Saving elephants, as followers of The Independent’s Christmas Appeal will know, seems to be a harder and harder task as the killing in Africa gets more difficult to control. But there is one particular way forward which offers hope, and which at first may seem surprising, and that is through saving sharks.
A giant vegetarian land mammal wouldn’t at first sight seem to have much in common with a deep-sea predator. But elephants and sharks share a cruel curiosity of fate: they both have bodily protuberances which humans find so valuable they will kill both sets of creatures to get them.
With elephants, or course, it’s their ivory tusks, now in booming demand especially among the rising middle class of China. With sharks, it’s their fins, an essential ingredient in what has long been another fad of wealthy Chinese: shark’s fin soup.
While elephants are killed in their thousands, sharks are killed in their millions for the soup. The slaughter is having a drastic effect on shark populations, with 32 per cent of deep-sea species threatened with extinction.
“Shark finning” is a pitiless form of fishing involving cutting off the fins while the fish are still alive and then throwing them back into the sea. The reason is a pair of shark fins can sell in Asia for $700 a kilo – and the less valuable shark bodies would be an encumbrance on a fisherman’s boat.
But in July this year the European Union brought in a regulation ending the practice, and in future all EU boats will have to land sharks with their fins still attached.
Ali Hood, of Britain’s Shark Trust, sees this as a major step forward, not least because the EU is a big player in the shark market, with Spain alone having the third-biggest shark catch in the world, and also because the move will give the EU the moral authority to persuade other nations to do the same. But the biggest obstacle to lessening the global shark slaughter is the demand from China.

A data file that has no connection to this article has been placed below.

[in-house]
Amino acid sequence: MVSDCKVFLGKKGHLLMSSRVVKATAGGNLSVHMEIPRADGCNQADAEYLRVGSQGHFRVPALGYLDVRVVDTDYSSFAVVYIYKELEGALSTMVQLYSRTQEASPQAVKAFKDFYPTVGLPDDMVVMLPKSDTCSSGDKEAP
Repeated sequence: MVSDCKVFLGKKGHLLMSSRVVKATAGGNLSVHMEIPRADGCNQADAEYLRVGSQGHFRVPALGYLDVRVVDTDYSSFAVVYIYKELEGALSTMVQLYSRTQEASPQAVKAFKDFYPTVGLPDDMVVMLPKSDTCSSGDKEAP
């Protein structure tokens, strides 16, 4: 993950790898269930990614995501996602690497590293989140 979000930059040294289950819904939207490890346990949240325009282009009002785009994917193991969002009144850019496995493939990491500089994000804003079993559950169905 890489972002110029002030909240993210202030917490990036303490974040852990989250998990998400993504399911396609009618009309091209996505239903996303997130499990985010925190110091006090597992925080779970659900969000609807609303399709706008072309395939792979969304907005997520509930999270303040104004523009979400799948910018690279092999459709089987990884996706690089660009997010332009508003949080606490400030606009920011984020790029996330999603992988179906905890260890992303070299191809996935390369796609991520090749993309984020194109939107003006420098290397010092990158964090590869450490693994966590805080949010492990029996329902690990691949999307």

In 2006, the inventive conservation body WildAid, based in San Francisco and headed by British-born Peter Knights, began a campaign to make the Chinese public realise that shark’s fin soup represents a big conservation problem.
The campaign took off when in 2009 China’s best-known sports star, basketball player Yao Ming, appeared in a film saying he would no longer eat the soup and used the slogan “Mei yu mai mai, jiu mei yu sha hai”, meaning “When the buying stops, the killing can too.”
The campaign appears to be having a significant effect: according to WildAid, consumption of shark fin soup has dropped by between 50 and 70 per cent in the last two years, and this month, the Chinese government banned shark fin soup from state banquets.
Now WildAid is rolling out a campaign, based on the shark fin ads, to lessen demand for ivory and rhino horn by making it socially unacceptable. Its first short film, featuring Yao Ming again, alongside Prince William and David Beckham, will air in China next month.
Mr Knights says: “The slogan and the sentiment, of connecting the buying and the killing, is already understood throughout China… And because elephants are more charismatic than sharks, and because the international profile is so much higher on the ivory issue, we really believe it can happen.”
He hopes the Chinese Government might even consider banning the sale of ivory within two years.